So you are saying that (well, Yoozer is) all I need is the Korg Legy Clxn M1? If that's so, 50 bucks is prob like £35 so that's affordable. I jus hope it does the job. I will see if Digital Village has it (hard/software music store).

thanks for all the support, guys.

EDIT: Bedtime now. I will check out that Korg User site that Yoozer linked me to. It seems kinda...bootleg?? but 50 bucks??!! As long as they aren't Nigerian credit card fraudsters!!!
Old 29th December 2010
  #28
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All you really need are the samples that someone posted earlier in the thread. Toss them into a sampler and transpose across the keys. This is likely how a good portion of people in that era were working.

OR

Find those free Proteus samples someone mentioned

OR

Buy the Korg Legacy Edition for $50

OR

Buy an actual M1 or M1R for $200-300.

More importantly, just get working. It sounds like you are trying to capture that spirit (which is great!), part of that spirit is just using what you have and making it happen.
Old 29th December 2010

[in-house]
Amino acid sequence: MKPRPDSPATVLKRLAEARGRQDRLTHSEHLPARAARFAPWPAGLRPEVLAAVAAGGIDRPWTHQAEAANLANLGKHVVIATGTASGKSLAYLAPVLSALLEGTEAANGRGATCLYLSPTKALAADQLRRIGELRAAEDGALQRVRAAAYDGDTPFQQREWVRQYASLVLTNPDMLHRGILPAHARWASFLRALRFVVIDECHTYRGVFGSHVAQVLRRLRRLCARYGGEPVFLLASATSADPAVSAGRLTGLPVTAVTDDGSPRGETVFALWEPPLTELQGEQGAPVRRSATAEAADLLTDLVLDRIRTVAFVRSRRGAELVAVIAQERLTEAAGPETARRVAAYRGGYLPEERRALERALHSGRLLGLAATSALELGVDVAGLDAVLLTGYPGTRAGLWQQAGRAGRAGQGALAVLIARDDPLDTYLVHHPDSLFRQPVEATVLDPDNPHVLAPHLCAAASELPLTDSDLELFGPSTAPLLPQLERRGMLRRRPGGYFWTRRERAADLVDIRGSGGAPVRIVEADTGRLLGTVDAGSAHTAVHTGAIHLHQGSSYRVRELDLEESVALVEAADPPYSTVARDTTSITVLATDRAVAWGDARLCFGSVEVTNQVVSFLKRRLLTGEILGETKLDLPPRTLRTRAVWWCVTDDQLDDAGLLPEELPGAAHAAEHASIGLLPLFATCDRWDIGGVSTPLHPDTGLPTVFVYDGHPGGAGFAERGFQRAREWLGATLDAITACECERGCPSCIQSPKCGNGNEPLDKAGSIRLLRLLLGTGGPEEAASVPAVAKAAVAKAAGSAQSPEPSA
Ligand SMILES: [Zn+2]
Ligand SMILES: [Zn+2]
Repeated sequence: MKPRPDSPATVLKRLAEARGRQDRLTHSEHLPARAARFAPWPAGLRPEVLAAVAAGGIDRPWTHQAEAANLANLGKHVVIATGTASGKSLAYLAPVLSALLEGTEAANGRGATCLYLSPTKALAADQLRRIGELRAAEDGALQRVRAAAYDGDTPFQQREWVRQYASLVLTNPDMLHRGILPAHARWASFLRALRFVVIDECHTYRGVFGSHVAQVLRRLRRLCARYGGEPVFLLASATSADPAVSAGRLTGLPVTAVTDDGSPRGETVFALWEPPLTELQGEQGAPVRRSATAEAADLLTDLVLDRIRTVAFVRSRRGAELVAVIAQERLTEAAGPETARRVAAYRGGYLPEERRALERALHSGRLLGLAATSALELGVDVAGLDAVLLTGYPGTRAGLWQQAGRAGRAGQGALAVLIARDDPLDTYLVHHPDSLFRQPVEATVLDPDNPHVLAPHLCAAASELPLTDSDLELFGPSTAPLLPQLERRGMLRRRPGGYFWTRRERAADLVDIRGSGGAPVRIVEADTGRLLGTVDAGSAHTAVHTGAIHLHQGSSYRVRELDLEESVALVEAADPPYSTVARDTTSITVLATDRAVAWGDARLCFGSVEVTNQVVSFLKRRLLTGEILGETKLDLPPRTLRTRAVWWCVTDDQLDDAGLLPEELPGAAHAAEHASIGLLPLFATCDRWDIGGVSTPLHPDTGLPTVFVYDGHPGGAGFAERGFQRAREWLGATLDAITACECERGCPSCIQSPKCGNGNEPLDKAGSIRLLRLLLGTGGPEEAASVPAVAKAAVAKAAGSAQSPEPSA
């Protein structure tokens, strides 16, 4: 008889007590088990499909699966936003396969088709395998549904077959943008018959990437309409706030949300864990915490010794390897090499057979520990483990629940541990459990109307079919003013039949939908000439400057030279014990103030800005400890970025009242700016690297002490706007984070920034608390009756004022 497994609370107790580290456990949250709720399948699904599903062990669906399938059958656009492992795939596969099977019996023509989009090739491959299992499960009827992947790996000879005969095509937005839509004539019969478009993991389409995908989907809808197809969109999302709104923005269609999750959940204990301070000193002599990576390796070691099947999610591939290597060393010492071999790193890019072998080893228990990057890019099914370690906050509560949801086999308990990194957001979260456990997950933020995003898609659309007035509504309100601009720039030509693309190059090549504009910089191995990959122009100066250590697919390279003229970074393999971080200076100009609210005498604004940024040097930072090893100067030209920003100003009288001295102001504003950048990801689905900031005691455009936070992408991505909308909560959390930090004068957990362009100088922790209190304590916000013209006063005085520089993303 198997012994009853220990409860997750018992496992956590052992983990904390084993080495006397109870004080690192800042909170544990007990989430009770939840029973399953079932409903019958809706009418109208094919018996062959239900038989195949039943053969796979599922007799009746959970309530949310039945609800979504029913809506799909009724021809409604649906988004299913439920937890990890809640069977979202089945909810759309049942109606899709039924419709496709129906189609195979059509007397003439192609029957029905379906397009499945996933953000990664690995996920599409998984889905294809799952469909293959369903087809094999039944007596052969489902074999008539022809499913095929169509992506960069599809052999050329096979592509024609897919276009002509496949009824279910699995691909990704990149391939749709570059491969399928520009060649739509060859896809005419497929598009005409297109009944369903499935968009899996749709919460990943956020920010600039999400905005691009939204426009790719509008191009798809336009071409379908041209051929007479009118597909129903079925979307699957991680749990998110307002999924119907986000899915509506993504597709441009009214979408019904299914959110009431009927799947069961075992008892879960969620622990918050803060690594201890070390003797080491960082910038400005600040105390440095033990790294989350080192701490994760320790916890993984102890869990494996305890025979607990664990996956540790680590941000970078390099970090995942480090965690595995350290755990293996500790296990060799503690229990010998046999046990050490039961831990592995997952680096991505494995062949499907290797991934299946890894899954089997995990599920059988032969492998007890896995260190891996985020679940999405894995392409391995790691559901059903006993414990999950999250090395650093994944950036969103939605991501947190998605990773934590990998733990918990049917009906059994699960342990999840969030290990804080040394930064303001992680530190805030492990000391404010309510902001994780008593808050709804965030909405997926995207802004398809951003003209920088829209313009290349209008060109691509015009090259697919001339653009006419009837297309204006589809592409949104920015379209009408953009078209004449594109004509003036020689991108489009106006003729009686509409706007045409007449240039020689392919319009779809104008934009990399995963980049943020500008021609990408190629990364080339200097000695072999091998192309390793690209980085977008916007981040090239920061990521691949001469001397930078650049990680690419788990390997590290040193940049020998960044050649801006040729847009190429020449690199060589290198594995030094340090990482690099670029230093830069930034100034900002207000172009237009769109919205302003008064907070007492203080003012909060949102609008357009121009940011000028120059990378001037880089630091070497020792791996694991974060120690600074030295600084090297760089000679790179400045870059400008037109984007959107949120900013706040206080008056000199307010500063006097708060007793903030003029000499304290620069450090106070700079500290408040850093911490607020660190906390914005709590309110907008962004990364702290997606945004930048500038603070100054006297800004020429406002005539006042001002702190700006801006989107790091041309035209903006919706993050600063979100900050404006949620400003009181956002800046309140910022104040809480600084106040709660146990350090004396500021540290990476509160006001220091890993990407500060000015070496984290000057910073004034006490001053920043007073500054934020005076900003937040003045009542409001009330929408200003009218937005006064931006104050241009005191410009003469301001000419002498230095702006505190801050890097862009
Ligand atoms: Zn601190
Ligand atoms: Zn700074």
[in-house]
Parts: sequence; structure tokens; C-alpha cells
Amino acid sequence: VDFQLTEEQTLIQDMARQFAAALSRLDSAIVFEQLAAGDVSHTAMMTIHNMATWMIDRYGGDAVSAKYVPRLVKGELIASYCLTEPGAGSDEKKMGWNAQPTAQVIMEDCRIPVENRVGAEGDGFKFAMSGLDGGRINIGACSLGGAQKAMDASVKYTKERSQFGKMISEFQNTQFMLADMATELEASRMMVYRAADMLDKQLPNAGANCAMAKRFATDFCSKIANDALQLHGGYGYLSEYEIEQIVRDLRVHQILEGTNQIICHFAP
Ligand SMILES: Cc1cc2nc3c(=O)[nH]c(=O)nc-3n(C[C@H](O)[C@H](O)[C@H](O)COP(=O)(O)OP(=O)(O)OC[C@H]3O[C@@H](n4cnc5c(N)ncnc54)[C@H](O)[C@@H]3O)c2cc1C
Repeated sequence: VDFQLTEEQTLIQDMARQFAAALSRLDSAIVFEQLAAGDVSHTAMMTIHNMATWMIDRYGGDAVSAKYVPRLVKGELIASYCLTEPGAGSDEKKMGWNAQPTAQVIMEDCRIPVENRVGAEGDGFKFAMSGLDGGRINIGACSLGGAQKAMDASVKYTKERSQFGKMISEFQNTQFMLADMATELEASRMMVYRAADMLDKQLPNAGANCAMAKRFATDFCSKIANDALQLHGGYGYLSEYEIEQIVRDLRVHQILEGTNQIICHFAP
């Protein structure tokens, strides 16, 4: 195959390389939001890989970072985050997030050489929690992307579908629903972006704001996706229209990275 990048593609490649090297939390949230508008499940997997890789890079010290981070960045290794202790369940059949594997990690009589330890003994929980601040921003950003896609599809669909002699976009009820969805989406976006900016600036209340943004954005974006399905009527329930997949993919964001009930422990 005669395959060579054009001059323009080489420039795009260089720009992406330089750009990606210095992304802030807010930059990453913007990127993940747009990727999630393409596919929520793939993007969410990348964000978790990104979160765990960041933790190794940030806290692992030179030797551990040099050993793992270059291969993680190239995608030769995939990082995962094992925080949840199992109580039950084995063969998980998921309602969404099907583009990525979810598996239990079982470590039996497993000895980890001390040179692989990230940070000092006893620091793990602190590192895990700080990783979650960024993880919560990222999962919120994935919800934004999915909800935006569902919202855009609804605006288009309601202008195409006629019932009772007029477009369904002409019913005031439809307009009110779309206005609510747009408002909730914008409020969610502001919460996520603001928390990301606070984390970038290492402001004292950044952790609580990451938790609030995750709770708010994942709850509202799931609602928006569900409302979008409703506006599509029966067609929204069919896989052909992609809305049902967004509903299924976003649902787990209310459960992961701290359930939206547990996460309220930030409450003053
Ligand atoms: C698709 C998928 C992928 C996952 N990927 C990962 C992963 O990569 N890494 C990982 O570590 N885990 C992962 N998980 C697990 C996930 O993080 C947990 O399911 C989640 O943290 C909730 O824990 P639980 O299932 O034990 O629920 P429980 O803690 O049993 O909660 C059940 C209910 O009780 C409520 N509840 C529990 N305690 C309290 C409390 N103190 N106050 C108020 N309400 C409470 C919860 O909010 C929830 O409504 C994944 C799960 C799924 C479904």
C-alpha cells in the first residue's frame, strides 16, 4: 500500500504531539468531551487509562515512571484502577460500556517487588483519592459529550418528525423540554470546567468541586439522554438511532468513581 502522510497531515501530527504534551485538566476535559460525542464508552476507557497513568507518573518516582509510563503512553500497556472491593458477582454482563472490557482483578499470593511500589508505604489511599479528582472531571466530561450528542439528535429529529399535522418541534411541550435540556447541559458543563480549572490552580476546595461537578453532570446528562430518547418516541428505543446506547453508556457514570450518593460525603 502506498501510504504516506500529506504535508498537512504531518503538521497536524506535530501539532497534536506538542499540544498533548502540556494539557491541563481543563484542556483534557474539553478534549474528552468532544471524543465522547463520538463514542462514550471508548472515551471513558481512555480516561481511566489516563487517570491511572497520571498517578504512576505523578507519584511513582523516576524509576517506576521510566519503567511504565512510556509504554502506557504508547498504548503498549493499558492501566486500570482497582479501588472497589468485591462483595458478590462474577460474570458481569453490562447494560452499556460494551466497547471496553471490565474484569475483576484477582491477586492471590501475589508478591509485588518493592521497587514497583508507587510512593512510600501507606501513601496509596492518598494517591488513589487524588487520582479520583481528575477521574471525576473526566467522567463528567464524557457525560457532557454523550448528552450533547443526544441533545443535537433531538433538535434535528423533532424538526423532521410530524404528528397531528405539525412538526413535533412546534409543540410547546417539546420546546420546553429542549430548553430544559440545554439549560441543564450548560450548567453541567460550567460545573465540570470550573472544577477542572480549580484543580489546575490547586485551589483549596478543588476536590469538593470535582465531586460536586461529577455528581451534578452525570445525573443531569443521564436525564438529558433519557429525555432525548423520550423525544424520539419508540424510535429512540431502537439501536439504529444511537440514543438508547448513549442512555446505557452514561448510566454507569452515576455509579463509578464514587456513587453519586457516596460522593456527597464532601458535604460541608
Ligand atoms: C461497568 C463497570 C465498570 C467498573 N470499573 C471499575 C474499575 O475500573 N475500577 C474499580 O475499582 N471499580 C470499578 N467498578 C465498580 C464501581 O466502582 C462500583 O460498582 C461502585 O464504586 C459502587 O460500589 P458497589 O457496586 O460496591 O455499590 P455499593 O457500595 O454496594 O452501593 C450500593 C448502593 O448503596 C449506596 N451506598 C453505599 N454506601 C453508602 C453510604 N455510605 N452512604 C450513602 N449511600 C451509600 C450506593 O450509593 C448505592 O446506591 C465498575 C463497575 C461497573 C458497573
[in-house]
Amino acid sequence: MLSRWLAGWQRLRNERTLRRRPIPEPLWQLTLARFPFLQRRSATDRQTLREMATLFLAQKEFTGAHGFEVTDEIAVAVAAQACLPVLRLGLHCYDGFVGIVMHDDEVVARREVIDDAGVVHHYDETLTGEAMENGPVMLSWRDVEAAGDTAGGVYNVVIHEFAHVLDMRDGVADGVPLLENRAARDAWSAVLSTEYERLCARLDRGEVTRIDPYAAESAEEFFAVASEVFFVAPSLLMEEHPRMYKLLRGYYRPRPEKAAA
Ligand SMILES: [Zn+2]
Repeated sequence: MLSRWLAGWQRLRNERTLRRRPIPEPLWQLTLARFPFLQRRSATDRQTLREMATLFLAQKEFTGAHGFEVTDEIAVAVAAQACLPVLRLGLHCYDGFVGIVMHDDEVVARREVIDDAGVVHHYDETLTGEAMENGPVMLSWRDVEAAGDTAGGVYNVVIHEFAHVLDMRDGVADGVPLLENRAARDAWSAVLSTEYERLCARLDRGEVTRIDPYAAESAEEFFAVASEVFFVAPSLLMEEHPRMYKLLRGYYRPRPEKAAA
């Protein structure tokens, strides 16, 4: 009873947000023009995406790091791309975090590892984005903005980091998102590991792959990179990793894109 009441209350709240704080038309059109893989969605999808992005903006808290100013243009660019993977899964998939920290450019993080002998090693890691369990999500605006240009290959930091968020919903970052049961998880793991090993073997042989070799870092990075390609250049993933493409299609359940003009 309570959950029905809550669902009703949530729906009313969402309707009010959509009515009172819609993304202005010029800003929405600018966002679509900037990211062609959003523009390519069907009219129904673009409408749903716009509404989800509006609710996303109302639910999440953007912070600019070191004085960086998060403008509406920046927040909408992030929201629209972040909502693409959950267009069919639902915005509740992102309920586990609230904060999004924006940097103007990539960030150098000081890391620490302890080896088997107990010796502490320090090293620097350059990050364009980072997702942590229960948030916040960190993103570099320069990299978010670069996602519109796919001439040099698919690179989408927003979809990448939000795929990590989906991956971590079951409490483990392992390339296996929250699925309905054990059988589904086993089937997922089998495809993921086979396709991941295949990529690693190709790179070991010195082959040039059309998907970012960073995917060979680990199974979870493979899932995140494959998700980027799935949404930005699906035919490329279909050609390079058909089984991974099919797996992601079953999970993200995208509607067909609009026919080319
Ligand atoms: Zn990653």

#29
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my fav. style

i joined just to say thank you for the M1 multisamples.

i literally have been looking for ages, literally.

theses are great, and if anyone has anymore I am sure I have some drum samples or something that would be of value. Not going to post in this thread tho to keep it on track.

THANK YOU
Old 29th December 2010
  #30
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Quote:
Originally Posted by the_agx View Post
oh...for fk sake, you guys!!! heh

too much wealth of information here, I am kinda unsure whether the Korg Legacy software will do it for me now. The thing is, I can't test it in the store. I just have to pay and see.

So you are saying that (well, Yoozer is) all I need is the Korg Legy Clxn M1? If that's so, 50 bucks is prob like £35 so that's affordable. I jus hope it does the job. I will see if Digital Village has it (hard/software music store).

thanks for all the support, guys.

EDIT: Bedtime now. I will check out that Korg User site that Yoozer linked me to. It seems kinda...bootleg?? but 50 bucks??!! As long as they aren't Nigerian credit card fraudsters!!!

the korg site is totally legit and the only place you will find those plugs to buy in the uk.. AFAIK dv247 will not have any of the KL collections any more.
resampling chords is a must and if you own something like Kontakt you can blend up and stack organs/elec pianos in the K4 library with different filters and pitch tunings to get garagey/deep house keys and chords def another one worth tryingthumbsup